Pacific Aerospace/China joint venture liquidator has a complex road ahead

Just four years ago veteran Waikato planemaker Pacific Aerospace was a $30 million revenue company and its loyal staff were promised “explosive” growth was just round the corner through a new joint venture with Chinese state-owned juggernaut Beijing Automotive.

Late on Friday afternoon, the dream nosedived when the High Court granted a supplier creditor’s application for interim liquidation of the Hamilton-based company, whose legacy spans more than 70 years and has pulled out of more commercial turbulence over the decades than the Red Baron.

For interim liquidators Steven Khov and Kieran Jones of Khov Jones it’s too early to tell Pacific Aerospace’s 100-plus staff anything.

Khov said they got the call at 4pm on Friday and tomorrow would start meeting with stakeholders to understand the situation. Khov could only say the High Court application was by a supplier. He could not yet comment on what the company owes, to whom, or how many, if any, orders it has on its books.

The interim liquidators would also work with the Civil Aviation Authority, Khov said.There were follow-on practicalities to consider given Pacific Aerospace was not only an aircraft maker but also responsible for supplying spare parts for all the aircraft it has sold.

The CAA on Friday said aircraft produced by Pacific Aerospace would be able to continue flying “despite the company’s financial distress”.

But the CAA, which said it had been informed on Wednesday last week about the company’s financial status, suspended its certificates which had allowed it to design, manufacture and maintain aircraft.

Pacific Aerospace makes small aircraft. Its roots were in top dressers and pilot trainers with fully aerobatic capability, but what caught the Chinese company’s eye was its P-750 XSTOL (P-75), a multi-purpose aircraft that can take off and land on extremely short airstrips.

The aircraft’s development and 2006 certification seemed to secure Pacific Aerospace’s future after years of scratching a living and numerous corporate restructurings. It was snapped up around the world by skydiving companies and for passenger and freight transport, agriculture spraying, medical evacuation transport, firebombing, surveillance and survey, search and rescue.

The deal with Beijing Automotive, a Fortune 500 company, then with revenue of US$56 billion, was for the joint venture to build more such aircraft. Assembly work was to be shared with the Hamilton site continuing to manufacture P-750s for other markets.

Pilot and maintenance engineering training by Pacific Aerospace was to be part of the deal.

Pacific Aerospace’s then-chief executive Damian Camp, who is still a shareholder in the joint venture company through 50 per cent partner Pacific Aerospace Group Ltd, said up to 40 aircraft would be rolling out of the Hamilton site from 2017 with local staff set to double within five to 10 years.

The joint venture with China enabled the purchase of the intellectual property and assets for a Canadian aircraft, described as “a little sister” to the P-750.

Camp would not comment, referring the Herald to the joint venture board.Pacific Aerospace chief executive Mark Crouch declined to comment.

The joint venture company Pacific Aerospace Ltd has four Chinese directors, three China-based. One of the four, Auckland-based Johnson Liu Murr, is also a director of 50 per cent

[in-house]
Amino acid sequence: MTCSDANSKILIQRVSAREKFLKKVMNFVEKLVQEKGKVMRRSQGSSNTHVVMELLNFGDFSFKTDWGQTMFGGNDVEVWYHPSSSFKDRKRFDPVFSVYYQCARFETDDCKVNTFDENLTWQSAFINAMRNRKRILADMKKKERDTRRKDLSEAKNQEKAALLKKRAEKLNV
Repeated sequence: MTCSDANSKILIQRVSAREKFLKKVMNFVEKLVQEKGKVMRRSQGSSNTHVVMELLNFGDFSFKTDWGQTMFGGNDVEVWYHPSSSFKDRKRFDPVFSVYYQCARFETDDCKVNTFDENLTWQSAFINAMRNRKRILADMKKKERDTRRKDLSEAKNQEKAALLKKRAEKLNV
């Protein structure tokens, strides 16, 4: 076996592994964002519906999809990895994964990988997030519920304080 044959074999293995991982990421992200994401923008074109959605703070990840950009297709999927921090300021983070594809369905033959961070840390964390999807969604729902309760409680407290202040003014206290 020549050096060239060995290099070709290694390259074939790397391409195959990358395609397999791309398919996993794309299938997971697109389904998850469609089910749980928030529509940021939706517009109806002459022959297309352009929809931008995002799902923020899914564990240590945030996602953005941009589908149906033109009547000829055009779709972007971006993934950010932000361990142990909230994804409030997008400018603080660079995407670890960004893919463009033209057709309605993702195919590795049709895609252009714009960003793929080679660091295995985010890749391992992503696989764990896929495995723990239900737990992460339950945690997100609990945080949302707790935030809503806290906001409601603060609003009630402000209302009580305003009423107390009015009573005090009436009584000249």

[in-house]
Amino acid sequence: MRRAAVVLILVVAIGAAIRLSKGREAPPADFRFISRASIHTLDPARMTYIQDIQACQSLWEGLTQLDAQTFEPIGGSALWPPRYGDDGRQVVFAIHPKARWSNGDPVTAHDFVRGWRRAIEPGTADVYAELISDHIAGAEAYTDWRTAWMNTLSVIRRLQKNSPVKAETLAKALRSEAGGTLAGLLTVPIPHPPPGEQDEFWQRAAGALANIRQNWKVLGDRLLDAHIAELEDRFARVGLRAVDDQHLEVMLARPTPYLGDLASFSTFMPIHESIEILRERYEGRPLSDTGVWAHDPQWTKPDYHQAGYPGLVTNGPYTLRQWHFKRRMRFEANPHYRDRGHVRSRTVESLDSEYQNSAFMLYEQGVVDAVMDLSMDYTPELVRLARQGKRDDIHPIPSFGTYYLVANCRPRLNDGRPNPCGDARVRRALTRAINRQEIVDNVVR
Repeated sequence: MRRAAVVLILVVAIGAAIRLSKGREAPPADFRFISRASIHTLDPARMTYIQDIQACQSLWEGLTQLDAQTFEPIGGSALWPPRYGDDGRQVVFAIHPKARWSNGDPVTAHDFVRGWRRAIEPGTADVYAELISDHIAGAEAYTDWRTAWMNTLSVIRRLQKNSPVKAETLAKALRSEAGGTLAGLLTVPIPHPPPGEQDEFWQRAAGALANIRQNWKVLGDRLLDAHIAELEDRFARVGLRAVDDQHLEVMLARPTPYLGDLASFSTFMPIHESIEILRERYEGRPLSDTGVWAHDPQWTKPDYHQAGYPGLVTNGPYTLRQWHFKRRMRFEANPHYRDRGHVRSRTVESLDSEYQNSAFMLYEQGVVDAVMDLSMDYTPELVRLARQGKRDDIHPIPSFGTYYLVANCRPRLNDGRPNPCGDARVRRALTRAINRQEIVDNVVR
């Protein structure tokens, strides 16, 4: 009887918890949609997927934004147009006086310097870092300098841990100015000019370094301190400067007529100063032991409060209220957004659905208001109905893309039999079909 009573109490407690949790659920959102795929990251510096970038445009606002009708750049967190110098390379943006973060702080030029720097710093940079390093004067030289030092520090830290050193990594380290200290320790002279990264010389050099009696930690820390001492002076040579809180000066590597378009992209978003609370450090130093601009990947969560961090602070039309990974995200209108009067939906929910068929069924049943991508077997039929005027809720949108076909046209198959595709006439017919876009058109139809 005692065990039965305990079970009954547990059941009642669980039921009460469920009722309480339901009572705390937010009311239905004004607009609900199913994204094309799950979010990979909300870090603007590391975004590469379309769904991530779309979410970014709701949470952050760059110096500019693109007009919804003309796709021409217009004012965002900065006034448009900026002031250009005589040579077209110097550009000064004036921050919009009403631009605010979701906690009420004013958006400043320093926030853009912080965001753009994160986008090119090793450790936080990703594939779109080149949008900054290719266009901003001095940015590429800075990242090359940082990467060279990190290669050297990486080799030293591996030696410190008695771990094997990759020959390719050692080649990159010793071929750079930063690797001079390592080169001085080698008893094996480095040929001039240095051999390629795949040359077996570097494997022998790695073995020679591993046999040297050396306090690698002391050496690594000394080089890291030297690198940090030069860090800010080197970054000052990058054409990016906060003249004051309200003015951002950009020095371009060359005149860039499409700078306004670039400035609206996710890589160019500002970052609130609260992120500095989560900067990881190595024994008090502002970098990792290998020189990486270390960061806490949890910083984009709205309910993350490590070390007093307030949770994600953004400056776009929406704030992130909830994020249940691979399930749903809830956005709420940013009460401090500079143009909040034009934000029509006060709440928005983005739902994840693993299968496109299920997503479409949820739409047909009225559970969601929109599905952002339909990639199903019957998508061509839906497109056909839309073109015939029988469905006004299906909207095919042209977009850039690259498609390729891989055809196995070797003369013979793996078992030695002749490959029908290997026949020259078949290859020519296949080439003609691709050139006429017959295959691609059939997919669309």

shareholder Pacific Aerospace Group Ltd.

The appointment of an interim liquidator doesn’t happen often, said Khov.

The job was to step in and ensure assets and their value are preserved. An interim liquidator had the same powers as a liquidator. In the normal course of events, a creditor or creditors successful in applying for interim liquidation would go on to apply to the High Court for liquidation.

Damian Camp, a shareholder in the joint venture through his stake in PAHL Ltd, a 33 per cent shareholder in Pacific Aerospace Group, said at the time of the deal the P-750 aircraft was reckoned to be an important tool in China’s development of its general aviation.General aviation, as distinct from commercial and military aviation, enabled economic development and China was experiencing significant rural tourban shift.

The Chinese government wanted to keep people where they were by providing them with better infrastructure support with aviation links.

Camp said at the time the deal clincher for China was Pacific Aerospace’s regulatory and certification design standards.

Camp at the time of the deal was also chief executive of the joint venture company. He left Pacific Aerospace as chief executive in 2018 but remained a shareholder in the joint venture company.

Pacific Aerospace Group, the 50 per cent shareholder in the New Zealand-Chinese company in interim liquidation, is 66.7 per cent owned by ICV Finance, which 100 per cent owned by Nicsha Farac of Auckland.The balance is owned by PAHL, whose directors are Damian Camp and his brother Joshua Camp.

Companies Office records show PAHL is 50 per cent owned by Damian and Sharlene Camp of Auckland and 50 per cent by Alan Reichelmann, Jacqui Spice and Joshua Camp.

Pacific Aerospace has had several reincarnations. It even had the government as a shareholder once. Its names have included James Aviation, formed in 1949, Aero Engine Services, 1954, Air Parts 1958 and New Zealand Aerospace Industries, registered in 1972.

Pacific Aerospace was formed in 2006, the year the P-750 achieved its FAA certification.

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